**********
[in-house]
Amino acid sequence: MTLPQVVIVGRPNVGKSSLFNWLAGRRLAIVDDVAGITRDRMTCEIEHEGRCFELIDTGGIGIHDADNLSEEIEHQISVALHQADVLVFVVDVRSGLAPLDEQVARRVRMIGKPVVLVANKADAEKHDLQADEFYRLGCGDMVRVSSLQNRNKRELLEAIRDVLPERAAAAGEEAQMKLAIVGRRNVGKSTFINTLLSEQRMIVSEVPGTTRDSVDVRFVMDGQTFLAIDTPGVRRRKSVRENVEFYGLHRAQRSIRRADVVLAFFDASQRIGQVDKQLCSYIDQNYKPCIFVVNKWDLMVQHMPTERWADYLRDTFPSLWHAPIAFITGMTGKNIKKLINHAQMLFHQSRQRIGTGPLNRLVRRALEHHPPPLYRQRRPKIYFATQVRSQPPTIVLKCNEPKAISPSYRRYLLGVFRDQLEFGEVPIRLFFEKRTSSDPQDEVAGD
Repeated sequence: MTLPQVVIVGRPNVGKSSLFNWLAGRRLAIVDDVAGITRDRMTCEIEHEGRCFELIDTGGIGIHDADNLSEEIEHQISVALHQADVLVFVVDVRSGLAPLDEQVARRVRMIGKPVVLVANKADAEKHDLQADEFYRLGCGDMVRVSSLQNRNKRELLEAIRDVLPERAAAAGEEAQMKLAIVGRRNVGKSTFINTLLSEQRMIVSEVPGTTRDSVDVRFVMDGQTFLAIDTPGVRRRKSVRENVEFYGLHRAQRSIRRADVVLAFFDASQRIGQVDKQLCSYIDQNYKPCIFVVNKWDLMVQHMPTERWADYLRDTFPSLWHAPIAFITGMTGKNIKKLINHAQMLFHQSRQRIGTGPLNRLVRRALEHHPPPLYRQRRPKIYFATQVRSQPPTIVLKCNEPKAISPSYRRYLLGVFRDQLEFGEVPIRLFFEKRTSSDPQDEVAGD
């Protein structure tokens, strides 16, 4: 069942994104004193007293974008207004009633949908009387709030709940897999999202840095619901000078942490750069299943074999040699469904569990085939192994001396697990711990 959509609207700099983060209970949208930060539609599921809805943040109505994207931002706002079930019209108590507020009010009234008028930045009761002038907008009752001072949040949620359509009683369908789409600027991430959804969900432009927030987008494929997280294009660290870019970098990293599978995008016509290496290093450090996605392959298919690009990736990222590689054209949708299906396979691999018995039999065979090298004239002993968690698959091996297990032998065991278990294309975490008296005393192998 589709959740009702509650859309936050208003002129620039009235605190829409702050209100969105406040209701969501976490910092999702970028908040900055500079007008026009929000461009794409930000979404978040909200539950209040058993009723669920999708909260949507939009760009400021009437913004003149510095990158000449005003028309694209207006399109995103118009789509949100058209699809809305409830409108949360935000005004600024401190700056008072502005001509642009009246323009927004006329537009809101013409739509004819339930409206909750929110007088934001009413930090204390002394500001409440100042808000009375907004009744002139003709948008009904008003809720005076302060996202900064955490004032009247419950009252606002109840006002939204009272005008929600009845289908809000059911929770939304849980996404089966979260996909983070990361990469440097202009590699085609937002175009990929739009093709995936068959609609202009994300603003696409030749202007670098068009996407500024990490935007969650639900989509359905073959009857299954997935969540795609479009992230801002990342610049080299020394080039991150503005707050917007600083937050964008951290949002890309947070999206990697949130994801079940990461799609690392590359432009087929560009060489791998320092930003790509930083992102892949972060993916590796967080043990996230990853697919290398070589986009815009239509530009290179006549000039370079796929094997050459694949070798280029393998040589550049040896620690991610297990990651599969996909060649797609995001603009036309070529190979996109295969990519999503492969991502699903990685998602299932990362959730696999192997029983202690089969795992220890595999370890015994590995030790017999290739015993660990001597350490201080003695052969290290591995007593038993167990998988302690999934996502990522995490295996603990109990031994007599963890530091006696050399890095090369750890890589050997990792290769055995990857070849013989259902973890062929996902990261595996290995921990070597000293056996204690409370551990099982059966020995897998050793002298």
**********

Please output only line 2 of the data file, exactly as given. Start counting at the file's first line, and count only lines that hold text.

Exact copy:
Amino acid sequence: MTLPQVVIVGRPNVGKSSLFNWLAGRRLAIVDDVAGITRDRMTCEIEHEGRCFELIDTGGIGIHDADNLSEEIEHQISVALHQADVLVFVVDVRSGLAPLDEQVARRVRMIGKPVVLVANKADAEKHDLQADEFYRLGCGDMVRVSSLQNRNKRELLEAIRDVLPERAAAAGEEAQMKLAIVGRRNVGKSTFINTLLSEQRMIVSEVPGTTRDSVDVRFVMDGQTFLAIDTPGVRRRKSVRENVEFYGLHRAQRSIRRADVVLAFFDASQRIGQVDKQLCSYIDQNYKPCIFVVNKWDLMVQHMPTERWADYLRDTFPSLWHAPIAFITGMTGKNIKKLINHAQMLFHQSRQRIGTGPLNRLVRRALEHHPPPLYRQRRPKIYFATQVRSQPPTIVLKCNEPKAISPSYRRYLLGVFRDQLEFGEVPIRLFFEKRTSSDPQDEVAGD